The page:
Almost 300 years ago, in 1722, English writer Daniel Defoe came out with a little book titled Journal of a Plague Year, relating the experiences of the city of London during the bubonic plague that hit that city in 1665 and killed 70,000 of its inhabitants in a single year.

The book was intended as a warning to the Netherlands of the disastrous effects of the plaque that was then threatening that region and which descended with full force the following year.

As the author of Robinson Crusoe – the most translated book in the English language after the Bible – Defoe’s words carried weight. In fact, his Journal is where we get the popular meme “Bring out your dead.”

It is also among the first popular depictions of society’s elite fleeing to the countryside to avoid contagion from their urban inferiors, presaging today’s social distancing, (leavened with a little British class consciousness.)

To this day, academicians don’t quite know what to make of Defoe and his Journal. Is he a journalist writing of events that occurred when he was but five, or is he a novelist who uses charts, statistics and anecdotes to make a point? Is Journal of a Plague Year a work of fiction or non-fiction? Is Defoe a novelist or a journalist?

Anyone who does not see a parallel with current news reporters and their reports on the COVID-19 pandemic simply is not paying attention. Who and what are we to believe about an event that could be – but probably isn’t – fatal?

There is a remedy for that uncertainty. Maybe it’s time each of us started our own private Journal of a Pandemic Year, in which we record for posterity the facts, forecasts and individual experiences, as they happen to us and as we perceive them.

By way of example, I’ll go first.

Self-enforced isolation

ITEM: I entered self-enforced isolation about three weeks ago, when I read of the infections and deaths in Italy, due almost certainly to interaction with travelers and tourists from distant lands, mostly China.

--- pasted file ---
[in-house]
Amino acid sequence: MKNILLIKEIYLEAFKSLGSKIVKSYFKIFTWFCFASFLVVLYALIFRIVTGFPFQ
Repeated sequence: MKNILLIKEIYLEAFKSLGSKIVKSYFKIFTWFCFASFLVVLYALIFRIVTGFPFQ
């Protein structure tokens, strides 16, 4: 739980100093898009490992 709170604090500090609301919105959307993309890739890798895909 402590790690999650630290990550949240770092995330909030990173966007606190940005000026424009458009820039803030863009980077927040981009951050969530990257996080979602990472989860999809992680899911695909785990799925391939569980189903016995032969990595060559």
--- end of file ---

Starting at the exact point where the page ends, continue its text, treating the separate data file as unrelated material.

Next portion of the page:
I am vulnerable, so I can’t be wrong

ITEM: I determined that, like it or not, I am among society’s most vulnerable, due to age and immunological challenges. In other words, I have some skin in the game, and I can’t afford to bet wrong. I will act accordingly.

The real workers are finally appreciated

ITEM: I am beginning to like a world in which truck drivers and nurses are prized above entertainers and news readers.

Avoiding social contact

ITEM: To the extent practicable, I will avoid social contact, and when necessity arises, I will wear latex gloves and a face mask, no matter how silly I feel doing it.

Some steps are hard

ITEM: I have suspended my Uber/Lyft ride-share driving until this mess is over. I don’t need repeated exposure to random people I don’t know, nor do they need exposure to me.

Unemployment or not?

ITEM: I appreciate the government’s desire to make up my ride-share income through unemployment compensation, but I emphatically do not need to be paid two or three times what I was earning. That’s wasteful, and I would prefer not to be a party to such a scheme.


ITEM: I am disappointed but not surprised by the Democrats’ attempt to turn this crisis to their political advantage. Shame on them.

H-E-B has been great

ITEM: I am pleased that my grocer of choice – the supermarket titan H-E-B – has risen to the top of providers who correctly predicted and ingeniously met the challenges imposed by this pandemic. The grocery chain was founded in Kerrville, on a street not two miles from where I sit and I am pleased beyond measure that the firm has always proven to be an exemplary corporate citizen, in matters both material and spiritual. They take care to feed the body and the soul.

Waffle House - ouch

ITEM: This is not a drill. Waffle House has closed 418 of its 1,992 locations, most of them concentrated along the Gulf Coast near New Orleans. They are in Code Red status, their highest degree of concern.

We will be fine

ITEM: The Good Wife and I have enough ramen, ham hocks and pinto beans, marinara sauce and pasta squirreled away to last us til Christmas. (Although her Oreos and my half-gallons of Blue Bell ice cream are in doubt.)

Even Peeps has closed

ITEM: The makers of Peeps – those unctuous marshmallow-sugar coated treats – closed their factory to spare their workers further social contact, but not before ensuring there will be enough pink and yellow Peeps for all the Easter baskets in the land.

Bill Bouldin, a Virginian by birth and a Son of Texas by nature, is a former Air Force pilot and veteran journalist who has spent many tale-weaving years on the Texas-Mexico border.

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